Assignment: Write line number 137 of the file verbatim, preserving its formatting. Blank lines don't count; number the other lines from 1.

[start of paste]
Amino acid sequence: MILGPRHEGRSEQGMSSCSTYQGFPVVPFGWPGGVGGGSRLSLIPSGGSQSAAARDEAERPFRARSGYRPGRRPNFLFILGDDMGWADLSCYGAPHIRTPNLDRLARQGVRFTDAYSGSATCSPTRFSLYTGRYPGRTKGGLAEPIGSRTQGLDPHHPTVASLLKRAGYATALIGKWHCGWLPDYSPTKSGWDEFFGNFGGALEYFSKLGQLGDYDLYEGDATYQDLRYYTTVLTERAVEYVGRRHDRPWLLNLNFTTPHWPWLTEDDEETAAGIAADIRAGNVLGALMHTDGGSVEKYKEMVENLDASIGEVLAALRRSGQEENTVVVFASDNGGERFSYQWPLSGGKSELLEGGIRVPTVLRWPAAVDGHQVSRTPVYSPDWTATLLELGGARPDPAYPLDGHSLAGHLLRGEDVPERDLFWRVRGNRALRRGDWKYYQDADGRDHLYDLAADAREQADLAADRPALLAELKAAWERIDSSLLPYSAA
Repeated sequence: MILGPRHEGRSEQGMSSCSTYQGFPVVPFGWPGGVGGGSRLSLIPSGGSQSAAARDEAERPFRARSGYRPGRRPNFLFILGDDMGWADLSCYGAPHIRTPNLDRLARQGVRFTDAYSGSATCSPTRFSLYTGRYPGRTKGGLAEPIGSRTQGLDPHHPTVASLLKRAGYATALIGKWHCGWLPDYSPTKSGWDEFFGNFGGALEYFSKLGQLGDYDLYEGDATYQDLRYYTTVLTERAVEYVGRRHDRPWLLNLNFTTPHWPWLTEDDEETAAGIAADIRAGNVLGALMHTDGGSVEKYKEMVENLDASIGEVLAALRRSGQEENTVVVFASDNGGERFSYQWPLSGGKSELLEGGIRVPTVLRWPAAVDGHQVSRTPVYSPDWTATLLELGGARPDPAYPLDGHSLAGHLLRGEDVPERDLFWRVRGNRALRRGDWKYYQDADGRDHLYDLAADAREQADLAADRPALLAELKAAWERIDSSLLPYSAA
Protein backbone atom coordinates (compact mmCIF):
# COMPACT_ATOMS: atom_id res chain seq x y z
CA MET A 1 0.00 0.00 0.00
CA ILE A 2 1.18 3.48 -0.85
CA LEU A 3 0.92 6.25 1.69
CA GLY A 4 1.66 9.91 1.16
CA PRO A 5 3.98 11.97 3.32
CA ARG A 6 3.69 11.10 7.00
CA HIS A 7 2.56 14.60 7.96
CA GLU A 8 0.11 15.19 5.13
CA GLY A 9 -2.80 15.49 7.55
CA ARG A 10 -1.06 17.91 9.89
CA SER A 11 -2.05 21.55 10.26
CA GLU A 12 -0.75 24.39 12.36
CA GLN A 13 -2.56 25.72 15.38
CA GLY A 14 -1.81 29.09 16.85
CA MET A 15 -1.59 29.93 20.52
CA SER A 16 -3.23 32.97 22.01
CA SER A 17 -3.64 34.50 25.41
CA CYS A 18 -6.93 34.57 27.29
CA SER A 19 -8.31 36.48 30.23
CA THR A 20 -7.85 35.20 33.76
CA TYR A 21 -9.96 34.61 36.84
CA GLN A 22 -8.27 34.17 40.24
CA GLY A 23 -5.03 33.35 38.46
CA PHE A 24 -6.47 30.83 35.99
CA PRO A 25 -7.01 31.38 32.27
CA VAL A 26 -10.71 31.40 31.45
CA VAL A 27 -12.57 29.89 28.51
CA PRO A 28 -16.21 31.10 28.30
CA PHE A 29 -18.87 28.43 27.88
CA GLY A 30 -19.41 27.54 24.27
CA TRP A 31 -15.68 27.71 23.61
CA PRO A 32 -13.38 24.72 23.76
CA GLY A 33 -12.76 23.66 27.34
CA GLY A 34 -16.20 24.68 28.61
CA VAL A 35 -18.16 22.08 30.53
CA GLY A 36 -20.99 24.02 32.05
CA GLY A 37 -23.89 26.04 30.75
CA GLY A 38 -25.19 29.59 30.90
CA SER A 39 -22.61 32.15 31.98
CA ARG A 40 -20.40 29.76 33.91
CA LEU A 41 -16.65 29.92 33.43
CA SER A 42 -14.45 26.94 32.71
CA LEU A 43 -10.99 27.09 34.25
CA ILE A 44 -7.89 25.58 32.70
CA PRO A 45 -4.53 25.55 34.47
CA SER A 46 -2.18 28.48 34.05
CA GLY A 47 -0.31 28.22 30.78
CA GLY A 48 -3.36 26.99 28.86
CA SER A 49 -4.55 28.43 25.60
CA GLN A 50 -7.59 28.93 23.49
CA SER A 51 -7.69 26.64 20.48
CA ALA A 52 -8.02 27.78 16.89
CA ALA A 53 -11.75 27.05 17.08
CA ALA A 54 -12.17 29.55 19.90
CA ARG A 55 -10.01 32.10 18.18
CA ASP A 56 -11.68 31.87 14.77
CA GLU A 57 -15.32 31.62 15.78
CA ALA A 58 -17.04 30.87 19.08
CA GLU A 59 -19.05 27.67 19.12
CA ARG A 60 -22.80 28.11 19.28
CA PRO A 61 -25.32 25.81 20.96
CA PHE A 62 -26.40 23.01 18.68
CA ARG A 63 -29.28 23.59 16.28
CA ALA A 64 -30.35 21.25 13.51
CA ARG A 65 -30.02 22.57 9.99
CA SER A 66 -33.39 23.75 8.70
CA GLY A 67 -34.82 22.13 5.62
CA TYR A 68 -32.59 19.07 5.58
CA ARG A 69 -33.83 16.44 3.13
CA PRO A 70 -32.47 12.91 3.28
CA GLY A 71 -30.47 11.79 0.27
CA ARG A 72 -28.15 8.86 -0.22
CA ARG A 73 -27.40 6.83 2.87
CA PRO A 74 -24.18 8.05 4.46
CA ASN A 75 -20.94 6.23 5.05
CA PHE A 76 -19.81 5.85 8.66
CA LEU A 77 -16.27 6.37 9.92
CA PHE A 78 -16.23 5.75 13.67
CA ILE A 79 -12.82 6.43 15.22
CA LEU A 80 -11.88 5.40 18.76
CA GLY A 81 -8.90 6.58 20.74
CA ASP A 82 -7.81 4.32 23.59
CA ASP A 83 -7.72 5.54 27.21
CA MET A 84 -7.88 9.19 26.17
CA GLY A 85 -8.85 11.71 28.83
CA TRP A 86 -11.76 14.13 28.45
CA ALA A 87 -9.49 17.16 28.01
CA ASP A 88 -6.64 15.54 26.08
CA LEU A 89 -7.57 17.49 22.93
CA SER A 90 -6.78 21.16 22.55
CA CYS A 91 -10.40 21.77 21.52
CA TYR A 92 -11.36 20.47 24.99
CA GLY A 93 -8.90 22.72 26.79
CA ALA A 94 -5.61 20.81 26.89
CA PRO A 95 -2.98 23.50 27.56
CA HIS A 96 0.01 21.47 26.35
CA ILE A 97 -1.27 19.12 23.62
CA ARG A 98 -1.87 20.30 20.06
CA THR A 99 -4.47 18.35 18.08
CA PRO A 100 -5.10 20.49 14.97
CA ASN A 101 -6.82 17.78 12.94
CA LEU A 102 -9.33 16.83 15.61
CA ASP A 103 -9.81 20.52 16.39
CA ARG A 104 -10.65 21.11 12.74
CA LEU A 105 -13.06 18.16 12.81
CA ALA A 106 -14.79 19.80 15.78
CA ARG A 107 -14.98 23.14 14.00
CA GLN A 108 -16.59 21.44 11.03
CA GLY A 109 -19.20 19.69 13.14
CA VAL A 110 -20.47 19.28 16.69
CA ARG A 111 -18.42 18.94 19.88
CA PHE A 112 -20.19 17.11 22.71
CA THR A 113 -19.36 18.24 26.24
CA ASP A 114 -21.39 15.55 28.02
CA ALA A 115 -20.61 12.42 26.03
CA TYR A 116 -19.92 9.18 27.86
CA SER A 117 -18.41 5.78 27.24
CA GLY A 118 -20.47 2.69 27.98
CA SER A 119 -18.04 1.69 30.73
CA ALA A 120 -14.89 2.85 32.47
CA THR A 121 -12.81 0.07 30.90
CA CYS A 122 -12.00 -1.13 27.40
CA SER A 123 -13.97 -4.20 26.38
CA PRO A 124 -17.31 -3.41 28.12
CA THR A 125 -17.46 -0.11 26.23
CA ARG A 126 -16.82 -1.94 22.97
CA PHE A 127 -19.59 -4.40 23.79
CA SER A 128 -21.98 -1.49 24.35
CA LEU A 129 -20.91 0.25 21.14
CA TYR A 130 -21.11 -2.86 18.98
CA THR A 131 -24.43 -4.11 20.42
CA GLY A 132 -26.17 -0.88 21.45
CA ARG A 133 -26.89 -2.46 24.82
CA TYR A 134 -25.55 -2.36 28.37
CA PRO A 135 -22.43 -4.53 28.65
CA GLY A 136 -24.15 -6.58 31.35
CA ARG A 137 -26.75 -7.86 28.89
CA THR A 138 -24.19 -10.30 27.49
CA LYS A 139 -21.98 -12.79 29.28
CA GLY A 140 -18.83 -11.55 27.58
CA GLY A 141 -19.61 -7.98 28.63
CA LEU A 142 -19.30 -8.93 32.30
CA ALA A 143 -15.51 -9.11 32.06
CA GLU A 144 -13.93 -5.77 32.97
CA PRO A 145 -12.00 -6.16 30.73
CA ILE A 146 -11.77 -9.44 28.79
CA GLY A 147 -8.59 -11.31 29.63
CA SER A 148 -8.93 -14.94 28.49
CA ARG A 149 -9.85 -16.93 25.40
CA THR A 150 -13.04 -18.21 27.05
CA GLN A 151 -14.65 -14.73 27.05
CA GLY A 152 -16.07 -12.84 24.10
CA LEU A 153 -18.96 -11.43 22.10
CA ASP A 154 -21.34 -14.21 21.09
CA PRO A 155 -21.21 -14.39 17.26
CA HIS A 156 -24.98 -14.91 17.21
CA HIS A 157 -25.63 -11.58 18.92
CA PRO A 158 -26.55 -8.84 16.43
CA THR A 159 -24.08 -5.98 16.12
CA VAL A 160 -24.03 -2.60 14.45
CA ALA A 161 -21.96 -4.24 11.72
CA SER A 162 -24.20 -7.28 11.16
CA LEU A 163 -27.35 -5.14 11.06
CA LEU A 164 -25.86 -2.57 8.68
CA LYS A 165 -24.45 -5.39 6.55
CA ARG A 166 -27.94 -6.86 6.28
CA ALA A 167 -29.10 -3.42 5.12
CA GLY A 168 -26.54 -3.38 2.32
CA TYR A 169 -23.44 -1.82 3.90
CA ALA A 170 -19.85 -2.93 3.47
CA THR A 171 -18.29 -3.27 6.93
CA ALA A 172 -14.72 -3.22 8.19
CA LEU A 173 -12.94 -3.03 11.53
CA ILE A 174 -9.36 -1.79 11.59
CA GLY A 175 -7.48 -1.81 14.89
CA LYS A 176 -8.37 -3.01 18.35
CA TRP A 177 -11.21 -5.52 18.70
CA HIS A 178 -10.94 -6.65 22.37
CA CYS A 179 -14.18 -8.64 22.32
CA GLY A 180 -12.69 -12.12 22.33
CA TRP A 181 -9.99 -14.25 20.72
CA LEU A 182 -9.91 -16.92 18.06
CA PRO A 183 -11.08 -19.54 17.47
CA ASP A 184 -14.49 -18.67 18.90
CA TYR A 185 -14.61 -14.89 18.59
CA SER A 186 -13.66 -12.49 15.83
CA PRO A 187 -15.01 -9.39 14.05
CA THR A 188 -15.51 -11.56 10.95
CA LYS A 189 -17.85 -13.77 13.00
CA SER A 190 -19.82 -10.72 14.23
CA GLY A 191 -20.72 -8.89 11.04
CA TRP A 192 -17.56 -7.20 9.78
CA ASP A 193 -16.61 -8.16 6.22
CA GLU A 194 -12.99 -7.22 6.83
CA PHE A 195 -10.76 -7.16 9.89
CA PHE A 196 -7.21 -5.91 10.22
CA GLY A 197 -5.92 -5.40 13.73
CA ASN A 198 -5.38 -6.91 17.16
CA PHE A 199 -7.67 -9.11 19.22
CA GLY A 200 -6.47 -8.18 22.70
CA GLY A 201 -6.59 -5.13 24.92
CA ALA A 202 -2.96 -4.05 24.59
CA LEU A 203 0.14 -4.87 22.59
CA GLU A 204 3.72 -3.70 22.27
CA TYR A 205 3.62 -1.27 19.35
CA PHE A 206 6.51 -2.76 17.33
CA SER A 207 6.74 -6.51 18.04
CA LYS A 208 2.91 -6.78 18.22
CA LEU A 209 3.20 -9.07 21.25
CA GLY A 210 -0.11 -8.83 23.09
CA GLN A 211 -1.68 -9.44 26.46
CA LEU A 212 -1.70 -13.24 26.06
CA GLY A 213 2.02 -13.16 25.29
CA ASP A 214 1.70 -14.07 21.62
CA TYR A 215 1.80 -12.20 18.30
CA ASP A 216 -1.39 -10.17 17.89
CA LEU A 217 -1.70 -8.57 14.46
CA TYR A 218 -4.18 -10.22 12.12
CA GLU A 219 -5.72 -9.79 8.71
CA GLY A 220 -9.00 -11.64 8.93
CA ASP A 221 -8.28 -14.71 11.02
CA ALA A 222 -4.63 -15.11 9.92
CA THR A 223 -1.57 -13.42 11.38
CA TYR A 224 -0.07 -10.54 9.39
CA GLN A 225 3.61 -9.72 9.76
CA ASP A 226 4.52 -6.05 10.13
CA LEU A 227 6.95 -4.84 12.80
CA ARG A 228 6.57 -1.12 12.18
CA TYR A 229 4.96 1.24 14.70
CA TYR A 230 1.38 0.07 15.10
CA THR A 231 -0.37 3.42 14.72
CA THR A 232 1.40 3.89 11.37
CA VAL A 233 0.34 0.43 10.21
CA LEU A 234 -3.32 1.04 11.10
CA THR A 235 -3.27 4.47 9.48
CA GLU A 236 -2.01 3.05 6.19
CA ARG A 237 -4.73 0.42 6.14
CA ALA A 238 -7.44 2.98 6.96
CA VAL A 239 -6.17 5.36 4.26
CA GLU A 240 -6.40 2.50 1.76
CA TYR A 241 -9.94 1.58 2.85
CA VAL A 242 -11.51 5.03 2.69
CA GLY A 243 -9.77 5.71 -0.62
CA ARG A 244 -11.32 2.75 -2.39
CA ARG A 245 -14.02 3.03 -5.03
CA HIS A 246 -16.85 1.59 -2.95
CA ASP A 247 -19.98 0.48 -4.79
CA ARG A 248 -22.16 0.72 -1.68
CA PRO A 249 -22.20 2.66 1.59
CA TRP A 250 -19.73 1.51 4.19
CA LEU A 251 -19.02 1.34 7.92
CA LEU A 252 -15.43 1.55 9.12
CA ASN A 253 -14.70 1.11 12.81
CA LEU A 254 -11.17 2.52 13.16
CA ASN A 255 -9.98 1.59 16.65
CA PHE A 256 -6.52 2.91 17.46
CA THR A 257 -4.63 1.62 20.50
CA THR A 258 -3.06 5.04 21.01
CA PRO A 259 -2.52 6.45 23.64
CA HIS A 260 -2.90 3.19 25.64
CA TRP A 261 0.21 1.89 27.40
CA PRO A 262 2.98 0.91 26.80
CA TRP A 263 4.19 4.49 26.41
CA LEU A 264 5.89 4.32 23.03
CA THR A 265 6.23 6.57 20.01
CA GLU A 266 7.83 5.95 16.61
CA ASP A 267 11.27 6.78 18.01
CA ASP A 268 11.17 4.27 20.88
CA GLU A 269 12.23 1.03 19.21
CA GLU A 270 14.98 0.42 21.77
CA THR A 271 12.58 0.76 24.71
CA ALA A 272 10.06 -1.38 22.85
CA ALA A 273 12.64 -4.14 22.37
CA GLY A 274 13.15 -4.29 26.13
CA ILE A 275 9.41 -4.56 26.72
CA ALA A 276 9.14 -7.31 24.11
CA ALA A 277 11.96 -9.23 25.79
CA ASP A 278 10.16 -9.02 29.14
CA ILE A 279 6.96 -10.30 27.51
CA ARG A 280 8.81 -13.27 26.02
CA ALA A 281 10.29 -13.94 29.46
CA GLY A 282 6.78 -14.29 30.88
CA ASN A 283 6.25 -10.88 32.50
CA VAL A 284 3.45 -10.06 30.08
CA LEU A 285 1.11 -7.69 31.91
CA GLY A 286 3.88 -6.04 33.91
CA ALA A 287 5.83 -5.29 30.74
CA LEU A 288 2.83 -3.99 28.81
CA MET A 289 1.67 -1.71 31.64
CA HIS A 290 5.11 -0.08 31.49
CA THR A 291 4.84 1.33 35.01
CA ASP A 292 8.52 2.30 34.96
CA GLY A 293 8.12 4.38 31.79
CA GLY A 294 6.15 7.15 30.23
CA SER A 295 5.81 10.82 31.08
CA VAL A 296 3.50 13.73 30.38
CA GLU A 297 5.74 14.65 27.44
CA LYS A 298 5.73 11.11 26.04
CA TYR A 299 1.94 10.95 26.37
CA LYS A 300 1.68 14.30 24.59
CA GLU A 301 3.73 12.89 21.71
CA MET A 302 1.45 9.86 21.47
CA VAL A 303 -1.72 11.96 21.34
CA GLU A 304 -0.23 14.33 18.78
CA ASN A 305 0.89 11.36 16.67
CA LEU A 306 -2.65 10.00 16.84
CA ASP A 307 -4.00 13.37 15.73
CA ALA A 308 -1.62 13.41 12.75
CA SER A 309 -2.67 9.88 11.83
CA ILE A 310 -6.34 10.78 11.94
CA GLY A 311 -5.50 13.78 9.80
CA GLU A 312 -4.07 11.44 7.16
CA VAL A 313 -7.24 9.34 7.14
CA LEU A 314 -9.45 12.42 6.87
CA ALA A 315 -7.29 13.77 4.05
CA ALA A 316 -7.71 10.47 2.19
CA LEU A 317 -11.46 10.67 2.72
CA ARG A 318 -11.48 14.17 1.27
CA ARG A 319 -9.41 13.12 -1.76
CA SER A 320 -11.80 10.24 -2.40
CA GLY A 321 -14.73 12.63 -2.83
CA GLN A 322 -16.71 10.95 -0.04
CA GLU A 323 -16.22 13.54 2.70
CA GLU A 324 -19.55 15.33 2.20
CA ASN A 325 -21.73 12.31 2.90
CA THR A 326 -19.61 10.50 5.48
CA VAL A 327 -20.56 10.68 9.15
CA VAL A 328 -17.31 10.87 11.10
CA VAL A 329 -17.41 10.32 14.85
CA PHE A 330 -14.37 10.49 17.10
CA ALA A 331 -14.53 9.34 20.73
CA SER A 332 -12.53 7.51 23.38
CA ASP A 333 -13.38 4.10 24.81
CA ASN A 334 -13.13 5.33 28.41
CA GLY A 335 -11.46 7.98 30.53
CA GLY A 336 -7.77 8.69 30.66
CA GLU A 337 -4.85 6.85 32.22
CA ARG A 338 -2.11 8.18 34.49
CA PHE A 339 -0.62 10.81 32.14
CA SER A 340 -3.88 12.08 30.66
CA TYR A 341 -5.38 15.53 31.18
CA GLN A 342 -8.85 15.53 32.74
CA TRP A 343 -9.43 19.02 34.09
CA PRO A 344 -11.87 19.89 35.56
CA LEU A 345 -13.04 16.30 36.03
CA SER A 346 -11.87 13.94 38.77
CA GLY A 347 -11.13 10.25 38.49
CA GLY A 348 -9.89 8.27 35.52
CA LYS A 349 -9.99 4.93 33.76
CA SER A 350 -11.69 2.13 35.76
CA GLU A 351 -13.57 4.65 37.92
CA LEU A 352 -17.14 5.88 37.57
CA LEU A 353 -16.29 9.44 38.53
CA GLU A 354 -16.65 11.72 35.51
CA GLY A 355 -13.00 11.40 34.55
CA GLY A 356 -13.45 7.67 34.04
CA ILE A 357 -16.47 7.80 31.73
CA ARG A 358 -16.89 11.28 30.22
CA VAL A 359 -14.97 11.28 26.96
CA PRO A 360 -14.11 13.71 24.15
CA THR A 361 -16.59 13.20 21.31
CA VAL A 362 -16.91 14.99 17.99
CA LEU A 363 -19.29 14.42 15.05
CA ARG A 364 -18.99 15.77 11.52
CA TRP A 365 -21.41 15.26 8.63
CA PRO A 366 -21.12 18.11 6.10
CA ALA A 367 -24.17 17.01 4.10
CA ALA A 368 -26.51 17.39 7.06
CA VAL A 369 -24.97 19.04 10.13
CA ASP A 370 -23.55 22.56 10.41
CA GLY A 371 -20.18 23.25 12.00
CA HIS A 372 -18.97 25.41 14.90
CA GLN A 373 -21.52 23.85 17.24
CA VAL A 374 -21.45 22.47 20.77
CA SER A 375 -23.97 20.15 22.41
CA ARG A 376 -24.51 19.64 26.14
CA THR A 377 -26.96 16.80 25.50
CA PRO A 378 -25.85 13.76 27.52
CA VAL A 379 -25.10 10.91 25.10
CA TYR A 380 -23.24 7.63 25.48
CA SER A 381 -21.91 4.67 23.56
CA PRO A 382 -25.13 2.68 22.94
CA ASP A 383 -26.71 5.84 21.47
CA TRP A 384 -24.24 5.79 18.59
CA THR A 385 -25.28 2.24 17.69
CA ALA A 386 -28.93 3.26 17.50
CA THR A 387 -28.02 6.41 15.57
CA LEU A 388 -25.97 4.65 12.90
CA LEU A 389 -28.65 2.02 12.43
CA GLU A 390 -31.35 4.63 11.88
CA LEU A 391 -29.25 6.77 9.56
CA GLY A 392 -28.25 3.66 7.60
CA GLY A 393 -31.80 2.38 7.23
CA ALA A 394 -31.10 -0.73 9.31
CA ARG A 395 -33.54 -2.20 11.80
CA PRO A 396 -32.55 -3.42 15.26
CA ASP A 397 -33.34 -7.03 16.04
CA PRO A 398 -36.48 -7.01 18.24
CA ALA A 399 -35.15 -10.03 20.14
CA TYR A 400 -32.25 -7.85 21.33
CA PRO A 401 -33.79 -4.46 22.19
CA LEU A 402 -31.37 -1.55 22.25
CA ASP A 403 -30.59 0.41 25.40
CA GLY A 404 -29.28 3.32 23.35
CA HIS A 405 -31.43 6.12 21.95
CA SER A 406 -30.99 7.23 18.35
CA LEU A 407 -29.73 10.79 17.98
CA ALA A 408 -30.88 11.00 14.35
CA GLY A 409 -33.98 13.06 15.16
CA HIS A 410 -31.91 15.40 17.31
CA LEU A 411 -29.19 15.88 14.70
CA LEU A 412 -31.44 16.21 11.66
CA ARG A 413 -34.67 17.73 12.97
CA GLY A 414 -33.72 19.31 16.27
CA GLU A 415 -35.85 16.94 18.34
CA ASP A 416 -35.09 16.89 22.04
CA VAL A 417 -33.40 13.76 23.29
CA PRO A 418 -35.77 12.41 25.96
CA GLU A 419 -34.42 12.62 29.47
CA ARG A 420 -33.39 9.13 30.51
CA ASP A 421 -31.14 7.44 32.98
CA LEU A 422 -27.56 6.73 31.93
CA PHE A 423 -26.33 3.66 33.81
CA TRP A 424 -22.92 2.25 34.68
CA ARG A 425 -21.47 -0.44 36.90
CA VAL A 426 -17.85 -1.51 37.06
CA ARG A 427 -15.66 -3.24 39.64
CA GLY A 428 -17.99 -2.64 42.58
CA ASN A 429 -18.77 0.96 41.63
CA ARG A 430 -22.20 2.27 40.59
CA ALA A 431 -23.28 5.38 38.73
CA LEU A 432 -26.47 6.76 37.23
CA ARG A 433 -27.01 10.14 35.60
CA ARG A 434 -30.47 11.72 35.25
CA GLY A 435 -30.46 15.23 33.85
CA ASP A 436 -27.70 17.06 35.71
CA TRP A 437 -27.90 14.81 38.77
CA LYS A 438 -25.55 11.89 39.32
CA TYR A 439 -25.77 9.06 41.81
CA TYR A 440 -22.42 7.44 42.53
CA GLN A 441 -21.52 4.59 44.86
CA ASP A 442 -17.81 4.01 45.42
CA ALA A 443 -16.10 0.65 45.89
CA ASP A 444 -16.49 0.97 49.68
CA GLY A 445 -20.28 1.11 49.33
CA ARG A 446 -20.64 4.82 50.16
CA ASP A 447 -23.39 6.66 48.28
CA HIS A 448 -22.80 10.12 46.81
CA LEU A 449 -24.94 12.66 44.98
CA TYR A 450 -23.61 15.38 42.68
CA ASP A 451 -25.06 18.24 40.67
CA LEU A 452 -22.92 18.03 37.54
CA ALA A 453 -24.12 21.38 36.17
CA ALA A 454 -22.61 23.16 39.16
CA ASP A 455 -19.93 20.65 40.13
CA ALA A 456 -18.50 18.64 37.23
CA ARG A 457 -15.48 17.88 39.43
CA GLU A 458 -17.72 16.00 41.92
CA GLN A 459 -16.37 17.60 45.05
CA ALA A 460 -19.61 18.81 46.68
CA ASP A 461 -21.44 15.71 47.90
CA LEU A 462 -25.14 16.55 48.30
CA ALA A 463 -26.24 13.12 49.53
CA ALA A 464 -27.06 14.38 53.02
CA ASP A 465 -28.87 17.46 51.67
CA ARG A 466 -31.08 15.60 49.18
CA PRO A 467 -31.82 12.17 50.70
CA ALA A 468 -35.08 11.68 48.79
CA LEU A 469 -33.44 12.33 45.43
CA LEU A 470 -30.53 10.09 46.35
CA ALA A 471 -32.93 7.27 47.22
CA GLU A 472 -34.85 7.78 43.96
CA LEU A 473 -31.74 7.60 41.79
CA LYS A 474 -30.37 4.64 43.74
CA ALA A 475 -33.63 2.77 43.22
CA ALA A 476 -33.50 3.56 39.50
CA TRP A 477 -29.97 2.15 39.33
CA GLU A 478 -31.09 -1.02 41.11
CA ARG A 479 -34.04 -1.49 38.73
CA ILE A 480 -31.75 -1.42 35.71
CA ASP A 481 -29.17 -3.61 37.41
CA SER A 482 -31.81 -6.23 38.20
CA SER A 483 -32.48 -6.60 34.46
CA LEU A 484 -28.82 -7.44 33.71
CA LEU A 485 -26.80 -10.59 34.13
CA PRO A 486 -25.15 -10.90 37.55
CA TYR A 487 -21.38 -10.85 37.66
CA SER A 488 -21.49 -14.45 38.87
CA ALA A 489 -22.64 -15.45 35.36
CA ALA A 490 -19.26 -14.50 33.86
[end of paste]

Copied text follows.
CA ARG A 133 -26.89 -2.46 24.82